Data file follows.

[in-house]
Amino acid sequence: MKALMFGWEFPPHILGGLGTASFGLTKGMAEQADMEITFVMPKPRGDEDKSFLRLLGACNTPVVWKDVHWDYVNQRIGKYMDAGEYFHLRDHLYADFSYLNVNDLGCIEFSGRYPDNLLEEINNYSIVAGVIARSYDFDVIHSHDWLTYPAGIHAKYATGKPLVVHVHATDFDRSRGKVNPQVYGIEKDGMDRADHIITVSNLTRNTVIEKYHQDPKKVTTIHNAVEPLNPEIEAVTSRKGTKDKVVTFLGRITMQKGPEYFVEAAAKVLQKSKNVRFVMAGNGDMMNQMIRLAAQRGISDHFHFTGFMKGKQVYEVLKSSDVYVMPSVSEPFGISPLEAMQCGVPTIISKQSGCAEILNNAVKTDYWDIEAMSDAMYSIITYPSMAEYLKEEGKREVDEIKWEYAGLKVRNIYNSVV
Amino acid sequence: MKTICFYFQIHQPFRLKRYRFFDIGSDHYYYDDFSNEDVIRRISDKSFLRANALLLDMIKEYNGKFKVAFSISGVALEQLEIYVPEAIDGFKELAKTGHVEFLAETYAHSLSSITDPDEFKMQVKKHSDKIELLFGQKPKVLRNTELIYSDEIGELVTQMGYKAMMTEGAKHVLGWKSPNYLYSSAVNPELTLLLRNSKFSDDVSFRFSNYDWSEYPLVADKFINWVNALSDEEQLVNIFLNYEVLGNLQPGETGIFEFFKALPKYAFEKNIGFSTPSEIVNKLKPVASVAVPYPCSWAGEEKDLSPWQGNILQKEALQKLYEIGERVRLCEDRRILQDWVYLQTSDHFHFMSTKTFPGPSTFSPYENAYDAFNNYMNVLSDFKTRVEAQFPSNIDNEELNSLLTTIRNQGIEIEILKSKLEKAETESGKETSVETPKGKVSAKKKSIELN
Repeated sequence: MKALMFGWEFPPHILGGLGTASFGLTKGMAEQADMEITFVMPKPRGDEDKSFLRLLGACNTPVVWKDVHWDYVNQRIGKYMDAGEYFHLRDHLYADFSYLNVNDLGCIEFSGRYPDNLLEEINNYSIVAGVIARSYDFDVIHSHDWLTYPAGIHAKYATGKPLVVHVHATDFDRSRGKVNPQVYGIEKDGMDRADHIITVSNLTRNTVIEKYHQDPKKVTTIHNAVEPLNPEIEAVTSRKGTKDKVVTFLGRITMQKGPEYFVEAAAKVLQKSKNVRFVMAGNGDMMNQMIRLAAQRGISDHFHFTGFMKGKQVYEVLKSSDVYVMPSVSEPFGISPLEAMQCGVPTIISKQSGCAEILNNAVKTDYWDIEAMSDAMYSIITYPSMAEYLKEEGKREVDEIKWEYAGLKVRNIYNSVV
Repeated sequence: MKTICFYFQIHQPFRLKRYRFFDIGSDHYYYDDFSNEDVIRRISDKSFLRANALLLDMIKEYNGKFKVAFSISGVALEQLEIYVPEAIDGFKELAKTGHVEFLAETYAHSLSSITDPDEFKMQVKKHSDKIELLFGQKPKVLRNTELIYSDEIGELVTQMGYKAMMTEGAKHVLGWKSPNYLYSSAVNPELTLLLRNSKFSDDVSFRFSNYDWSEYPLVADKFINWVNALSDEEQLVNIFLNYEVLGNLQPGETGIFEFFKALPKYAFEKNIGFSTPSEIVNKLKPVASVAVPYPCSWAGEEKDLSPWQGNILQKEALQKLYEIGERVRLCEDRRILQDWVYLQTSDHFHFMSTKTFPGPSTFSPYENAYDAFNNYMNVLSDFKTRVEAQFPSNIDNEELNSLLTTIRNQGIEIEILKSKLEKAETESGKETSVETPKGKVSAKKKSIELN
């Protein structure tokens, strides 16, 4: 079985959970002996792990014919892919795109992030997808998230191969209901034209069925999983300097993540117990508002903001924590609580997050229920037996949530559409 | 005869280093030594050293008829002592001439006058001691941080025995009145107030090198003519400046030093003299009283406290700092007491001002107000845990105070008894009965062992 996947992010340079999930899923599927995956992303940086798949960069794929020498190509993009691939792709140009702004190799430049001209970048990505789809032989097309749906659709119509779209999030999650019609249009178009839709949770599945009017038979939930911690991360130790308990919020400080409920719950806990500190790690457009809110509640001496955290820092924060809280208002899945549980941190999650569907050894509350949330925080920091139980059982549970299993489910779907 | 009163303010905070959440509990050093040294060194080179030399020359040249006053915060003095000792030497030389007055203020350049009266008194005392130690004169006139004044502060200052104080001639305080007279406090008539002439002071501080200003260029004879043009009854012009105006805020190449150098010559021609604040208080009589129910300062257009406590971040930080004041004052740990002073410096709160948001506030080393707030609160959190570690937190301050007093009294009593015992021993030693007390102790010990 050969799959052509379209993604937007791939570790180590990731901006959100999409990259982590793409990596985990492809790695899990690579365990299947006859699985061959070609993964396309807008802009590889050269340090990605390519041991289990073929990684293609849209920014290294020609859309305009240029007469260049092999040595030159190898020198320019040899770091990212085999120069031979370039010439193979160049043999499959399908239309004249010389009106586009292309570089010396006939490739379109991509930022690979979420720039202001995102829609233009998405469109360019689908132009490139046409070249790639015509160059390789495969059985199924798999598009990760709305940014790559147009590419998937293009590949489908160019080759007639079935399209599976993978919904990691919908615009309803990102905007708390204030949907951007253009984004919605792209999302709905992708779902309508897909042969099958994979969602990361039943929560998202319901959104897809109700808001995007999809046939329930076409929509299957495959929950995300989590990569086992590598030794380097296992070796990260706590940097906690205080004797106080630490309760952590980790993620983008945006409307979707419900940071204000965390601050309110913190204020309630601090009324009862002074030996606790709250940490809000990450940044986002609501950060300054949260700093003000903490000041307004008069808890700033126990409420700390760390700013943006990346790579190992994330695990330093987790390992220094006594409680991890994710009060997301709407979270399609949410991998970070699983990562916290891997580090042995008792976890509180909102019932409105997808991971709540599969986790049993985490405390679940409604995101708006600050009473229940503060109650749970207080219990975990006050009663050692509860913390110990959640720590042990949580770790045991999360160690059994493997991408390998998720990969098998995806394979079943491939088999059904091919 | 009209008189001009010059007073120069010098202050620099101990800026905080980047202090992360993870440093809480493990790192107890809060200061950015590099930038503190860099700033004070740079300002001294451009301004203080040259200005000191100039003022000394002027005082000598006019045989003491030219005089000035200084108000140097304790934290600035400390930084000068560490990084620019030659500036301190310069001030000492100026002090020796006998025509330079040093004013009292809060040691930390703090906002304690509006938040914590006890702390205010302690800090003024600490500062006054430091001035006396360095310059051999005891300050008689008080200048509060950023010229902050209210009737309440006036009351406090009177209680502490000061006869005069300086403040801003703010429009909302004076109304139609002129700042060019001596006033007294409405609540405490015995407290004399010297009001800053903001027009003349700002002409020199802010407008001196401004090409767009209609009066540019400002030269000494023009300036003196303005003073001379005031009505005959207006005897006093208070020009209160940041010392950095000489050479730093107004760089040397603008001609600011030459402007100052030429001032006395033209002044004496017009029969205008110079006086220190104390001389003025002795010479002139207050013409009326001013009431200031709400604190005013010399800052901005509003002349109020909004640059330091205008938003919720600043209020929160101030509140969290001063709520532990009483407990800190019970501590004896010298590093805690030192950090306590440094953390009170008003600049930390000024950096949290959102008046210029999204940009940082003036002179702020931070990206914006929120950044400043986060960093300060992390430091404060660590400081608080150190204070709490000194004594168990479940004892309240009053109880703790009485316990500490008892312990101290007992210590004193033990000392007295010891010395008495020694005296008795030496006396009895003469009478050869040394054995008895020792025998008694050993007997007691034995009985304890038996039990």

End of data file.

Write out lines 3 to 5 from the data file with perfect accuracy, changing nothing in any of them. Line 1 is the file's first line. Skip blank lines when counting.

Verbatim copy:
Amino acid sequence: MKTICFYFQIHQPFRLKRYRFFDIGSDHYYYDDFSNEDVIRRISDKSFLRANALLLDMIKEYNGKFKVAFSISGVALEQLEIYVPEAIDGFKELAKTGHVEFLAETYAHSLSSITDPDEFKMQVKKHSDKIELLFGQKPKVLRNTELIYSDEIGELVTQMGYKAMMTEGAKHVLGWKSPNYLYSSAVNPELTLLLRNSKFSDDVSFRFSNYDWSEYPLVADKFINWVNALSDEEQLVNIFLNYEVLGNLQPGETGIFEFFKALPKYAFEKNIGFSTPSEIVNKLKPVASVAVPYPCSWAGEEKDLSPWQGNILQKEALQKLYEIGERVRLCEDRRILQDWVYLQTSDHFHFMSTKTFPGPSTFSPYENAYDAFNNYMNVLSDFKTRVEAQFPSNIDNEELNSLLTTIRNQGIEIEILKSKLEKAETESGKETSVETPKGKVSAKKKSIELN
Repeated sequence: MKALMFGWEFPPHILGGLGTASFGLTKGMAEQADMEITFVMPKPRGDEDKSFLRLLGACNTPVVWKDVHWDYVNQRIGKYMDAGEYFHLRDHLYADFSYLNVNDLGCIEFSGRYPDNLLEEINNYSIVAGVIARSYDFDVIHSHDWLTYPAGIHAKYATGKPLVVHVHATDFDRSRGKVNPQVYGIEKDGMDRADHIITVSNLTRNTVIEKYHQDPKKVTTIHNAVEPLNPEIEAVTSRKGTKDKVVTFLGRITMQKGPEYFVEAAAKVLQKSKNVRFVMAGNGDMMNQMIRLAAQRGISDHFHFTGFMKGKQVYEVLKSSDVYVMPSVSEPFGISPLEAMQCGVPTIISKQSGCAEILNNAVKTDYWDIEAMSDAMYSIITYPSMAEYLKEEGKREVDEIKWEYAGLKVRNIYNSVV
Repeated sequence: MKTICFYFQIHQPFRLKRYRFFDIGSDHYYYDDFSNEDVIRRISDKSFLRANALLLDMIKEYNGKFKVAFSISGVALEQLEIYVPEAIDGFKELAKTGHVEFLAETYAHSLSSITDPDEFKMQVKKHSDKIELLFGQKPKVLRNTELIYSDEIGELVTQMGYKAMMTEGAKHVLGWKSPNYLYSSAVNPELTLLLRNSKFSDDVSFRFSNYDWSEYPLVADKFINWVNALSDEEQLVNIFLNYEVLGNLQPGETGIFEFFKALPKYAFEKNIGFSTPSEIVNKLKPVASVAVPYPCSWAGEEKDLSPWQGNILQKEALQKLYEIGERVRLCEDRRILQDWVYLQTSDHFHFMSTKTFPGPSTFSPYENAYDAFNNYMNVLSDFKTRVEAQFPSNIDNEELNSLLTTIRNQGIEIEILKSKLEKAETESGKETSVETPKGKVSAKKKSIELN